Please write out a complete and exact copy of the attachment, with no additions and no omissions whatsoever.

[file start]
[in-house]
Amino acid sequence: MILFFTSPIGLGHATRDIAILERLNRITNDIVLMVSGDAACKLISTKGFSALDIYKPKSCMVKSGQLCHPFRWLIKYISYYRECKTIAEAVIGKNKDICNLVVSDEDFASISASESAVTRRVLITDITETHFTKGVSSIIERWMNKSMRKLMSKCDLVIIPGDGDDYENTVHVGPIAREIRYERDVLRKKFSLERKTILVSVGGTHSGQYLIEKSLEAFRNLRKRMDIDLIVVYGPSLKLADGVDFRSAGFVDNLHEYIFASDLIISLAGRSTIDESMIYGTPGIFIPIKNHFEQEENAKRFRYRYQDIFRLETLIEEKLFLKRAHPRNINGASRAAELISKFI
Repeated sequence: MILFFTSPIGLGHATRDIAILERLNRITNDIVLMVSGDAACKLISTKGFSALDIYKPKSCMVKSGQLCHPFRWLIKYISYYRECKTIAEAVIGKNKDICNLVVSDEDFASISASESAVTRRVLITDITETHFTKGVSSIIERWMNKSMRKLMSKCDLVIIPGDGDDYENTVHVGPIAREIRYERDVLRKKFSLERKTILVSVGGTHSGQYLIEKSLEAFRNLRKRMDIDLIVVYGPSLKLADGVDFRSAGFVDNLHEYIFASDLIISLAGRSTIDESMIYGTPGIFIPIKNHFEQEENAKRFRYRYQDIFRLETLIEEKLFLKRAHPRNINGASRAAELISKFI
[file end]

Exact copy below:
[in-house]
Amino acid sequence: MILFFTSPIGLGHATRDIAILERLNRITNDIVLMVSGDAACKLISTKGFSALDIYKPKSCMVKSGQLCHPFRWLIKYISYYRECKTIAEAVIGKNKDICNLVVSDEDFASISASESAVTRRVLITDITETHFTKGVSSIIERWMNKSMRKLMSKCDLVIIPGDGDDYENTVHVGPIAREIRYERDVLRKKFSLERKTILVSVGGTHSGQYLIEKSLEAFRNLRKRMDIDLIVVYGPSLKLADGVDFRSAGFVDNLHEYIFASDLIISLAGRSTIDESMIYGTPGIFIPIKNHFEQEENAKRFRYRYQDIFRLETLIEEKLFLKRAHPRNINGASRAAELISKFI
Repeated sequence: MILFFTSPIGLGHATRDIAILERLNRITNDIVLMVSGDAACKLISTKGFSALDIYKPKSCMVKSGQLCHPFRWLIKYISYYRECKTIAEAVIGKNKDICNLVVSDEDFASISASESAVTRRVLITDITETHFTKGVSSIIERWMNKSMRKLMSKCDLVIIPGDGDDYENTVHVGPIAREIRYERDVLRKKFSLERKTILVSVGGTHSGQYLIEKSLEAFRNLRKRMDIDLIVVYGPSLKLADGVDFRSAGFVDNLHEYIFASDLIISLAGRSTIDESMIYGTPGIFIPIKNHFEQEENAKRFRYRYQDIFRLETLIEEKLFLKRAHPRNINGASRAAELISKFI